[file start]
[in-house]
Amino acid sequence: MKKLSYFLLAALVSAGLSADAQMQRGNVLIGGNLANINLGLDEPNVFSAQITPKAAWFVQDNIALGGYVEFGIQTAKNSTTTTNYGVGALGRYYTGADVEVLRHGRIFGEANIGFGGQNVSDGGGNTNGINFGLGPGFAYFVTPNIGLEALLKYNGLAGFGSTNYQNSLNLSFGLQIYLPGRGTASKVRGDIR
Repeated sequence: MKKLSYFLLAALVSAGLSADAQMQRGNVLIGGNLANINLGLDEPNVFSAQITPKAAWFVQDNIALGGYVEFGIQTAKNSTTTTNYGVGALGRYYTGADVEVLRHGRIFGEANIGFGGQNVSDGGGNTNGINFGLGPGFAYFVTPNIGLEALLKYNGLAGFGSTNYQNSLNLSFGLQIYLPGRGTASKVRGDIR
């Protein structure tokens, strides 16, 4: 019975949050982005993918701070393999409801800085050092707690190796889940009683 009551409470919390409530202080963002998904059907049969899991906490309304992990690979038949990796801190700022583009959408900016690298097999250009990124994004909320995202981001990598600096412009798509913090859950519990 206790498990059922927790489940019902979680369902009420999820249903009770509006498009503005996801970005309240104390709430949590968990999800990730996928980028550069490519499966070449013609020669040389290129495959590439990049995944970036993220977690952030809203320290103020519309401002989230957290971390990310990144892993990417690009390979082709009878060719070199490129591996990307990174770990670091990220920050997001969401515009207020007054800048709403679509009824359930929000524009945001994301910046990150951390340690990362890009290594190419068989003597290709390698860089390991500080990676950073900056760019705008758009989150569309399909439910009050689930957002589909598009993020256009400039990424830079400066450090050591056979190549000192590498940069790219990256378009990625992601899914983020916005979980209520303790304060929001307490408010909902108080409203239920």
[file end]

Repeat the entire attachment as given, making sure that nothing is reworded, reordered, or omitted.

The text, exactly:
[in-house]
Amino acid sequence: MKKLSYFLLAALVSAGLSADAQMQRGNVLIGGNLANINLGLDEPNVFSAQITPKAAWFVQDNIALGGYVEFGIQTAKNSTTTTNYGVGALGRYYTGADVEVLRHGRIFGEANIGFGGQNVSDGGGNTNGINFGLGPGFAYFVTPNIGLEALLKYNGLAGFGSTNYQNSLNLSFGLQIYLPGRGTASKVRGDIR
Repeated sequence: MKKLSYFLLAALVSAGLSADAQMQRGNVLIGGNLANINLGLDEPNVFSAQITPKAAWFVQDNIALGGYVEFGIQTAKNSTTTTNYGVGALGRYYTGADVEVLRHGRIFGEANIGFGGQNVSDGGGNTNGINFGLGPGFAYFVTPNIGLEALLKYNGLAGFGSTNYQNSLNLSFGLQIYLPGRGTASKVRGDIR
């Protein structure tokens, strides 16, 4: 019975949050982005993918701070393999409801800085050092707690190796889940009683 009551409470919390409530202080963002998904059907049969899991906490309304992990690979038949990796801190700022583009959408900016690298097999250009990124994004909320995202981001990598600096412009798509913090859950519990 206790498990059922927790489940019902979680369902009420999820249903009770509006498009503005996801970005309240104390709430949590968990999800990730996928980028550069490519499966070449013609020669040389290129495959590439990049995944970036993220977690952030809203320290103020519309401002989230957290971390990310990144892993990417690009390979082709009878060719070199490129591996990307990174770990670091990220920050997001969401515009207020007054800048709403679509009824359930929000524009945001994301910046990150951390340690990362890009290594190419068989003597290709390698860089390991500080990676950073900056760019705008758009989150569309399909439910009050689930957002589909598009993020256009400039990424830079400066450090050591056979190549000192590498940069790219990256378009990625992601899914983020916005979980209520303790304060929001307490408010909902108080409203239920």